Religion and Politics in America
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A long-time student of American politics says the Republicans have become America's first religious party. On this archived edition of To the Point, we hear Kevin Phillips debate Richard Land of the Southern Baptist Convention. Does religion drive foreign policy in the Bush White House? What about the separation of church and state? Plus, a conversation about the booming business of Christmas and a conversation about whether conservatives are more generous than liberals.
- This edition of To the Point will not be heard live on KCRW as it will be pre-empted by special holiday programming.
Religion and Politics in America ()
Kevin Phillips worked in the White House during the Nixon years and discovered what he called "the Emerging Republican Majority." Sure enough, the party gained strength until it took a fall in last month's elections. The man who predicted the "emerging Republican majority" now says the party has been "transformed," and that the rising power of radical Christians endangers the separation of church and state. We talk with Phillips and Richard Land of the Southern Baptist Convention, a group Phillips says he's alarmed about. How many Republicans think America should be a Christian state? Does religion threaten democracy in a diverse country?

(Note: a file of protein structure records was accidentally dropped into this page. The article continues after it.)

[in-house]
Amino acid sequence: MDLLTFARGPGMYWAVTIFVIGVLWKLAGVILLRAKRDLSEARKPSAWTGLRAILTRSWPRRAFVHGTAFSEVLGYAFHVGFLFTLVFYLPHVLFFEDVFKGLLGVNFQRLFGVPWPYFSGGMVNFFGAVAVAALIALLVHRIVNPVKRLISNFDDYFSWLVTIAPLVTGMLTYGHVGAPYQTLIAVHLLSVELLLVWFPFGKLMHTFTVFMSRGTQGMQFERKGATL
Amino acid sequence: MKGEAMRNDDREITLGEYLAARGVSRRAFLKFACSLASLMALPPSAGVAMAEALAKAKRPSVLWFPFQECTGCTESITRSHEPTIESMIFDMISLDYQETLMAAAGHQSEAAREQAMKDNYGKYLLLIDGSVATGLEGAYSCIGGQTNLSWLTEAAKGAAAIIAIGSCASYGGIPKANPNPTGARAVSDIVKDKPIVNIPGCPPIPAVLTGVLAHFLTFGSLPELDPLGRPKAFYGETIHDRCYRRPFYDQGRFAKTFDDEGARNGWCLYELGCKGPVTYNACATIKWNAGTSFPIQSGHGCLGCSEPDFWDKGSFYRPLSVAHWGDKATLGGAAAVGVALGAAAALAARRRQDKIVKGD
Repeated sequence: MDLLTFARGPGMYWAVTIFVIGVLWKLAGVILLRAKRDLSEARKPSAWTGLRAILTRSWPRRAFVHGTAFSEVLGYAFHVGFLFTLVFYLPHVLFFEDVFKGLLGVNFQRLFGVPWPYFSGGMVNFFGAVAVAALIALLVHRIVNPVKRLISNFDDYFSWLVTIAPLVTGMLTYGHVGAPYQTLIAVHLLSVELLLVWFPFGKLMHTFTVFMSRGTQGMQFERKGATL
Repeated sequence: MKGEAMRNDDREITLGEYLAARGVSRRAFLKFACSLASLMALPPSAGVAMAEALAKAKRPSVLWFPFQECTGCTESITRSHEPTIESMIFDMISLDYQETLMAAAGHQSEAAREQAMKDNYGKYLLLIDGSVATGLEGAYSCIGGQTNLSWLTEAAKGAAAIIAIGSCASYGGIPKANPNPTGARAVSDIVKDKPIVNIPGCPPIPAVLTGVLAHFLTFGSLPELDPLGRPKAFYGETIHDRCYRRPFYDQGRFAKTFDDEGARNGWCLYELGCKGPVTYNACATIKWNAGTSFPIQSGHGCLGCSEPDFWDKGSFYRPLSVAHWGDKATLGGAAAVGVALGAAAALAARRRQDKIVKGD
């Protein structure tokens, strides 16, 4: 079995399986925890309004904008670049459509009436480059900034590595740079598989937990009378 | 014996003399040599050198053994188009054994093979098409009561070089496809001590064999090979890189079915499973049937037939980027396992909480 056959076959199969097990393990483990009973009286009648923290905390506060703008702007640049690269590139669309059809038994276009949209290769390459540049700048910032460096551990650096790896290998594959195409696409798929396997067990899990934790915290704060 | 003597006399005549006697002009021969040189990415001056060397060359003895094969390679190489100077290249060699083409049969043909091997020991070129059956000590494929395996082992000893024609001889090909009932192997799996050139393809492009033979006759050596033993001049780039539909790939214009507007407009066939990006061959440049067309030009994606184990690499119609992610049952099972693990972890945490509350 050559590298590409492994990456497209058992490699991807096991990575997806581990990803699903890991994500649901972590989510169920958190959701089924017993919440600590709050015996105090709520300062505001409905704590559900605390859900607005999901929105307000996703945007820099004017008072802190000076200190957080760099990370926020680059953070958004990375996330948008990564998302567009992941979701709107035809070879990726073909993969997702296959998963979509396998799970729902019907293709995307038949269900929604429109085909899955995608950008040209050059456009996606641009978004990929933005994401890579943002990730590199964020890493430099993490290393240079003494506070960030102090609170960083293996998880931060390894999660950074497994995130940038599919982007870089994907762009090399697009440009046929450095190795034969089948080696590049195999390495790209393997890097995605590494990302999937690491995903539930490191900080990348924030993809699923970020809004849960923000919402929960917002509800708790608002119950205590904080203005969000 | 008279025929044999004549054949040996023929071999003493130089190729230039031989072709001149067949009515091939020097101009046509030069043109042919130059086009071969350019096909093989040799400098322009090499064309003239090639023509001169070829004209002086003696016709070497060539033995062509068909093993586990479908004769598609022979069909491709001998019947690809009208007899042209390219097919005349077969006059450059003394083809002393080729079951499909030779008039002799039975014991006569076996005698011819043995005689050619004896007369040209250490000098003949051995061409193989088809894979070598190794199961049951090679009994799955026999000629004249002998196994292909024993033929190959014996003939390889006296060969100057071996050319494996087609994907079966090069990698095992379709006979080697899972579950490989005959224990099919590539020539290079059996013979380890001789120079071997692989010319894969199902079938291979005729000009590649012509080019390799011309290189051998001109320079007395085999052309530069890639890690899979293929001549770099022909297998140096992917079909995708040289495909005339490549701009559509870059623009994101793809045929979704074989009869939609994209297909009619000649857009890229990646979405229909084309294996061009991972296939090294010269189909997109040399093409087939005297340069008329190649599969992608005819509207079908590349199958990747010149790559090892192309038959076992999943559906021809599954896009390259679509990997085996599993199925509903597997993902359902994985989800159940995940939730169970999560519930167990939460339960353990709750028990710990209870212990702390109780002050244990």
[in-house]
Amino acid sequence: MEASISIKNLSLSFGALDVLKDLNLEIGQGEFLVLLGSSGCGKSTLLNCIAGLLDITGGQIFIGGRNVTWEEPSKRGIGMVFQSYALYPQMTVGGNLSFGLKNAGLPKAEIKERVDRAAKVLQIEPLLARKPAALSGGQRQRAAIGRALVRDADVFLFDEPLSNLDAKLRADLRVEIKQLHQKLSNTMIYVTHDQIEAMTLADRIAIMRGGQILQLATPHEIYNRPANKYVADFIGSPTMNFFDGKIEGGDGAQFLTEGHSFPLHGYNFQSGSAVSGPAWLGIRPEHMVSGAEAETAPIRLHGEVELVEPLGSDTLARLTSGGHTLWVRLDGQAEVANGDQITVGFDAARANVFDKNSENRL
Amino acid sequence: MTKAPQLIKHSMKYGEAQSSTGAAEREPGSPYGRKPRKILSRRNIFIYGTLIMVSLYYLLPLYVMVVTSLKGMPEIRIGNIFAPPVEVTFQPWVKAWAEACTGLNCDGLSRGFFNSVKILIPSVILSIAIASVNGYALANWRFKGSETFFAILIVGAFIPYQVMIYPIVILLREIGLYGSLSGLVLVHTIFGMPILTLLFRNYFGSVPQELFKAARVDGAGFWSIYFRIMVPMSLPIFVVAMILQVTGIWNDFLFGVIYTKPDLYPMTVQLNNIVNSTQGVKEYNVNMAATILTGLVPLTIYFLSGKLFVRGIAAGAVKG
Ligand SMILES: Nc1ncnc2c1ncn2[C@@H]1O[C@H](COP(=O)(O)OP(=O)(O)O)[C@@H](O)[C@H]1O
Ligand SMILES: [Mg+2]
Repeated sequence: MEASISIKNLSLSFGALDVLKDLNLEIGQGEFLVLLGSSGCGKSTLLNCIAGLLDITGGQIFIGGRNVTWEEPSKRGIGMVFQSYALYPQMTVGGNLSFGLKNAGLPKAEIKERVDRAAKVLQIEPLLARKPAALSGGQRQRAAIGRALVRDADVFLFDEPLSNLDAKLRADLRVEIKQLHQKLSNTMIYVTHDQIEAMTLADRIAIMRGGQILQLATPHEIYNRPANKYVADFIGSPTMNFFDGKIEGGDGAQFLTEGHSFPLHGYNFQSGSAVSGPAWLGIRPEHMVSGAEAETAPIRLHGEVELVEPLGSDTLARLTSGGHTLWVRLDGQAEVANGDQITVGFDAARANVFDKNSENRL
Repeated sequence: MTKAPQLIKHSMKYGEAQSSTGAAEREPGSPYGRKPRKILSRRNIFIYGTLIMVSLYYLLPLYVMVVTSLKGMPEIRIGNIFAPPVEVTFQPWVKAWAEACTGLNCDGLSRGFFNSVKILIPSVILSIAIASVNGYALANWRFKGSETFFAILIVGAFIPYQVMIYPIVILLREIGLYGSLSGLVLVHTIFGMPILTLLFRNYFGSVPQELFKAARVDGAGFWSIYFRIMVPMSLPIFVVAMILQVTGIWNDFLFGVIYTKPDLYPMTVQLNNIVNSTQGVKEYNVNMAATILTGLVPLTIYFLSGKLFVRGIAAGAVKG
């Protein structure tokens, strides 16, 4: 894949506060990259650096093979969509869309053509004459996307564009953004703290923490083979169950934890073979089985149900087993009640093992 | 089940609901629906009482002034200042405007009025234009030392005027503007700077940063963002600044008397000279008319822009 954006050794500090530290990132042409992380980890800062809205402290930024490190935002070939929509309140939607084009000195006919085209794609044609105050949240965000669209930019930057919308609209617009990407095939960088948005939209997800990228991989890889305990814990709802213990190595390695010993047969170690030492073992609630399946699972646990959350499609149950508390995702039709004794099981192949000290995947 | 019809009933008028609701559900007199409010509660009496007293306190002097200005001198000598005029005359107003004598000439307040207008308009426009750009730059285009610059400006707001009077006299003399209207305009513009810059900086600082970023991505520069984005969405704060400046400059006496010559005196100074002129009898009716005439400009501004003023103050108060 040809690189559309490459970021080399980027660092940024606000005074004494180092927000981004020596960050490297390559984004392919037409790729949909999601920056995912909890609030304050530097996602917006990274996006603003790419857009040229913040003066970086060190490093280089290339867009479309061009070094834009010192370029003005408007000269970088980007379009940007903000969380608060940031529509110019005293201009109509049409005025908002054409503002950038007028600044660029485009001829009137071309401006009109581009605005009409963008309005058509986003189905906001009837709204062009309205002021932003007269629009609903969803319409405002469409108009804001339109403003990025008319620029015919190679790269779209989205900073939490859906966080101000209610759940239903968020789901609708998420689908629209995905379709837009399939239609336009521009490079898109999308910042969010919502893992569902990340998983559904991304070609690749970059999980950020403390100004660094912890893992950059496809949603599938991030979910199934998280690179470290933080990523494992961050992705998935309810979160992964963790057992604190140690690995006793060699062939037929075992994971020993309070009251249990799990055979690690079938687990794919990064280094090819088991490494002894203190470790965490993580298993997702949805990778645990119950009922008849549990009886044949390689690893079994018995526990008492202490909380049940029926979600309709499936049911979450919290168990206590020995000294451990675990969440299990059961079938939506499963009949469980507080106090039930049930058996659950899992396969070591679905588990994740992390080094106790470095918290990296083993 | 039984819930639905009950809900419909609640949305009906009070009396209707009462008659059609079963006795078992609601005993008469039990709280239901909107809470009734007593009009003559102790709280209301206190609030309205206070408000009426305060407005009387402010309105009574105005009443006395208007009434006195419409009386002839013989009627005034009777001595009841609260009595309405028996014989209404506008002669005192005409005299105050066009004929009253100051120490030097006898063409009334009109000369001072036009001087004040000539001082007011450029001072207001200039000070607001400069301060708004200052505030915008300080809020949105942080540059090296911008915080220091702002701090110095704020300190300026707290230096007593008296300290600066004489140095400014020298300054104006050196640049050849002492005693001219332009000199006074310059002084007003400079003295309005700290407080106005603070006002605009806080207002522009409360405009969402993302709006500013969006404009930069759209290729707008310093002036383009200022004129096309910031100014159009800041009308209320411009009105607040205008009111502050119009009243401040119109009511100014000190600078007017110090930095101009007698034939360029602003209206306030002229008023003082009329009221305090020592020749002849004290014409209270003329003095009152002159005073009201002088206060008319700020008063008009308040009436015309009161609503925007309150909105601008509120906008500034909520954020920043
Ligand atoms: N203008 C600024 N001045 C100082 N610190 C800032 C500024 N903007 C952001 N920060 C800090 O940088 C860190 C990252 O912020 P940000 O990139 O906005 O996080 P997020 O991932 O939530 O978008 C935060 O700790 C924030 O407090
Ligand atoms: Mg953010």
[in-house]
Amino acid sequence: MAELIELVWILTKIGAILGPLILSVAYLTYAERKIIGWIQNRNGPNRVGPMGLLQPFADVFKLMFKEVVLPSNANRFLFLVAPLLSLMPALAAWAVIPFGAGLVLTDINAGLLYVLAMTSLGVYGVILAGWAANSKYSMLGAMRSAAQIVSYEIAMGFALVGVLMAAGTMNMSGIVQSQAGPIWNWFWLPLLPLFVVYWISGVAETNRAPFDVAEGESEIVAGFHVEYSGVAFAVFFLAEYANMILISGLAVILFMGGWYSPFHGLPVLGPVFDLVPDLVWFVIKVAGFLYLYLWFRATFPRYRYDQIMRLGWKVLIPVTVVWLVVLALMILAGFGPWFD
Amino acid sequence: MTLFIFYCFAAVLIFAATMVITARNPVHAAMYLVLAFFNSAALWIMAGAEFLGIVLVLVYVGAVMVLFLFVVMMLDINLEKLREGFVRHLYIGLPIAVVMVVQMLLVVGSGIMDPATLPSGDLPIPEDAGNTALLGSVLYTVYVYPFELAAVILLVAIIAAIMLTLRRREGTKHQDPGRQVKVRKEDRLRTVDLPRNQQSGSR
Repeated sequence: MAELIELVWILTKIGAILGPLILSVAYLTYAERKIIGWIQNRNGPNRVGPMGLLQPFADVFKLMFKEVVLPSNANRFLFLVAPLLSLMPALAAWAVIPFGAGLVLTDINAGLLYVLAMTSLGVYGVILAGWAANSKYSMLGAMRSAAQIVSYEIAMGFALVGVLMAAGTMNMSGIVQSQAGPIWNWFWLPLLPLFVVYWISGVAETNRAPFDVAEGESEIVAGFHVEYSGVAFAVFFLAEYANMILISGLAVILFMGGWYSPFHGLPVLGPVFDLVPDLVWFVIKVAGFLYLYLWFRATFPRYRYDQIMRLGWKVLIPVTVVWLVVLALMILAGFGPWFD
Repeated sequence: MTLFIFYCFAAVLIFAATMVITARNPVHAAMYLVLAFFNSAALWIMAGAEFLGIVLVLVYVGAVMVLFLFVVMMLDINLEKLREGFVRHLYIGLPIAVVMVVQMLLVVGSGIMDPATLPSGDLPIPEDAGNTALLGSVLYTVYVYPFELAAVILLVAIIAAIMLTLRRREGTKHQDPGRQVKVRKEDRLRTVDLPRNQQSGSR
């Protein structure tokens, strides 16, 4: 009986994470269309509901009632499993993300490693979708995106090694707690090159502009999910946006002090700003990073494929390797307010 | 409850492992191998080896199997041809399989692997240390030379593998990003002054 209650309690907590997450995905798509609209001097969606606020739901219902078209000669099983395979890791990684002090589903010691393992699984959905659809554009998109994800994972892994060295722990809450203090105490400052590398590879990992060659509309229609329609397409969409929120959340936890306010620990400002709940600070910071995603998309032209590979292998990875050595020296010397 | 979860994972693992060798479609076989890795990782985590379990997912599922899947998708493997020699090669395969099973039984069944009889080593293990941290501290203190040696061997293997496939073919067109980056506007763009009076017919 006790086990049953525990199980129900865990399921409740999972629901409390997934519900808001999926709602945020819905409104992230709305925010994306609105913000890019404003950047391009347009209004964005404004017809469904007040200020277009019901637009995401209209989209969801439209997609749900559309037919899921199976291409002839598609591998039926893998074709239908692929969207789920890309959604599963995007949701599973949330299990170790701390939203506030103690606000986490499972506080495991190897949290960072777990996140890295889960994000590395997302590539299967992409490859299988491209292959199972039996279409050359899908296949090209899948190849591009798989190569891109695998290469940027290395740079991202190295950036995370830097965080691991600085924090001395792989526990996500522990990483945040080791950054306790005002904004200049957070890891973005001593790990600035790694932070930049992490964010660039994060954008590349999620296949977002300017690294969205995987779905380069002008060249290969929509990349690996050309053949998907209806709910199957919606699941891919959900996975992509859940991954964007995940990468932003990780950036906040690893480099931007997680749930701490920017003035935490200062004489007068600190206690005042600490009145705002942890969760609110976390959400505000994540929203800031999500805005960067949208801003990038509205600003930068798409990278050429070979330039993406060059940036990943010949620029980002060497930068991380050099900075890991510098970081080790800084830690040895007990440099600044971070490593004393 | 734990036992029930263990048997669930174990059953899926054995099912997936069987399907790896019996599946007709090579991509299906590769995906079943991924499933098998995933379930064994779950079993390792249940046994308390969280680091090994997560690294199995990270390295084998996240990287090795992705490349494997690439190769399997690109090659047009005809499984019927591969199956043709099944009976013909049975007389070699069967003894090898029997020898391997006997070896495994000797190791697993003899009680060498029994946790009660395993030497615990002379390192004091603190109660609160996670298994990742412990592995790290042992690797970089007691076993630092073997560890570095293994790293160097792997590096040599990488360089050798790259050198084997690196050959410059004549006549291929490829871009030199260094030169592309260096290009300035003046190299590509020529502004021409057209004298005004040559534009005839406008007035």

- Kevin Phillips: Author and former Republican strategist
- Richard Land: President of the Suuthern Baptist Convention's Ethics and Religious Liberty Commission, @erlcsbc
- James "Jim" Guth: Professor of Political Science at Furman University
The Business of Christmas ()
On Christmas Day, many Americans suffer from hangovers after a month or more of marching through malls, pouring over catalogues and spending a lot of money. If you're feeling guilty today about the commercialism and the hype, that battle probably was lost long ago. So consider instead what the Christmas season means to America's economy.
- Jack Kyser: Chief Economist at the LA Economic Development Corporation
Politics, Prosperity and Charitable Giving ()
Liberals favor income redistribution and the welfare state, so they must give more willingly to charity. That's what a professor at Syracuse University thought he would demonstrate when he began researching the subject. When his early findings proved otherwise, he thought he must be mistaken.
- Arthur Brooks: Professor of Public Administration at Syracuse University
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